IE 11 is not supported. For an optimal experience visit our site on another browser.

Fitness pointers for plus-size people

In response to the , many readers wrote in to ask questions about what more they can do to feel comfortable working out at a gym or other fitness setting. We turned to some experts for advice.

In response to the last Smart Fitness column on exercise embarrassment, many readers wrote in to find out what more they can do to feel comfortable working out at a gym or other fitness setting. Specifically, they asked, how can overweight exercisers minimize thigh chafing and bouncing breasts? Where do you find plus-size clothes that fit? And how do you exercise with joint pain? We turned to some experts for advice.

Have an exercise question? To e-mail us, . We’ll post select answers in future columns.

Q: We're supposed to exercise, but when you're overweight and out of shape, and your knees, hips and back hurt, and your breasts are so big they bounce and even hurt during physical activity, where do you start?

A: Even though you've got achy joints, you still can exercise safely, says Kelly Bliss, a fitness instructor in Philadelphia who specializes in plus-size exercise. You just need to choose activities that don't further aggravate the sore spots.

"No jumping," says Bliss.

Jumping can be hard on anyone's joints, but it's especially taxing for people who carry around extra weight. So focus on gentler activities such as walking, swimming, cycling or low-impact aerobics, advises Bliss, and be sure to get your doctor's clearance before starting.

Some fitness facilities now offer classes geared toward overweight exercisers that are designed with simpler choreography and a slower tempo. That's important because bigger bodies don't move in the same ways as smaller ones, and jerky movements could spell injury, she says.

Once you start moving and getting in shape, you may be pleasantly surprised to find that some of your aches and pains start to abate, says Bliss. "The human body functions better when your muscles are toned," she says.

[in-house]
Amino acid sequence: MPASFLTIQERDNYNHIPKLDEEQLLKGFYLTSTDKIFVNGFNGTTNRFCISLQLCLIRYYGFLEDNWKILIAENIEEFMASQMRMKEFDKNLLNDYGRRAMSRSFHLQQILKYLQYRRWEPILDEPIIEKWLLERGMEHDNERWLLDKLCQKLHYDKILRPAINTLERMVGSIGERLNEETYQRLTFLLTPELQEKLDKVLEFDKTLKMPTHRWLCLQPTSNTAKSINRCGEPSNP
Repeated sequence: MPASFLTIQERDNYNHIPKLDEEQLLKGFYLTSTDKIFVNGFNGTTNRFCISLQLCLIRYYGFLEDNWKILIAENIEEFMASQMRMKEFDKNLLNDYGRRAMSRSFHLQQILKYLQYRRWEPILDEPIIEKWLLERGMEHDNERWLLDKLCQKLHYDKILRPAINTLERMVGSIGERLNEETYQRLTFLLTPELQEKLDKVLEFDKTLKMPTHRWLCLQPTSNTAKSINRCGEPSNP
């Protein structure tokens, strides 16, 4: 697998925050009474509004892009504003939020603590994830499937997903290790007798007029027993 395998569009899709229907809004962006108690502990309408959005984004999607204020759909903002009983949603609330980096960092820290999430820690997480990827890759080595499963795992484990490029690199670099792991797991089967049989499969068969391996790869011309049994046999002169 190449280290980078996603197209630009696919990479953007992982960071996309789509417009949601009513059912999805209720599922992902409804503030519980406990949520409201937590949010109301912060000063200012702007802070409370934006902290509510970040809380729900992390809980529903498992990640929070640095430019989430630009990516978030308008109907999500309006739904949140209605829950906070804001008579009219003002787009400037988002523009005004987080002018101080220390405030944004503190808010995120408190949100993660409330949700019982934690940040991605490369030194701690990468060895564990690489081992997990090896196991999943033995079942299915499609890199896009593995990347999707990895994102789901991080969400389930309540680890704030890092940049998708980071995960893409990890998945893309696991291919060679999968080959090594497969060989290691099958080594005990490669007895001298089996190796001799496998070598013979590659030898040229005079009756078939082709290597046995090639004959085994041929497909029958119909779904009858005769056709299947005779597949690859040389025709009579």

As for those bouncing breasts, get yourself a good, supportive sports bra.

Q: Where can plus-size women find exercise clothing that actually fits? In most stores, an extra large is still very small.

A: Bliss maintains a Web site called that lists retailers who sell a range of fitness clothing, shoes, videos and equipment for bigger bodies.

Q: It's not so much exercising in the gym that's embarrassing, so much as changing and showering in the locker rooms. What can you do to feel more comfortable there?

A: If you're really self-conscious, you could opt to change clothes in the restroom, where you'll have more privacy than in an open locker room.

As for showering, the towels the gym provides may be on the skimpy side. So consider bringing a robe from home or a towel wrap that covers your body, says Rochelle Rice, president of In Fitness and In Health, a fitness company in New York City that specializes in classes for overweight women.

She recommends a wrap made by the Voluptuous Woman Company.

Q: Help, I am 80 pounds overweight but even when I was at the correct weight, I still had big thighs that rubbed together. Now it is a nightmare. What should I do?

A: In a word: Spandex.

Now you may be thinking you wouldn't be caught dead in a pair of biking shorts, but Bliss recommends rethinking your strategy. "Spandex is your friend," she insists.

Spandex shorts not only prevent chafing, they also provide belly support, she says. If you don't like how you look in them, you can wear a pair of loose-fitting shorts or workout pants over top of them.

Q: What do you do if you are overweight and love to swim but are afraid of wearing a swimsuit?

A: An alternative to a swimsuit is a swim dress, which provides a bit more coverage. You also could wear biking shorts over your swimsuit.

Also, try to find a pool that doesn't require you to parade about between the locker room and the water, recommends Rice. Some facilities have the locker room exit just a few steps from the pool.

Bliss also suggests trying a senior fitness class, where the participants are less likely to gawk.

Beyond that, you can cover up with your towel while you walk to the pool, removing it just before jumping in. Once you're in the water, no one's looking at your thighs and you can focus on getting in a good swim.

Smart Fitness appears every other Tuesday.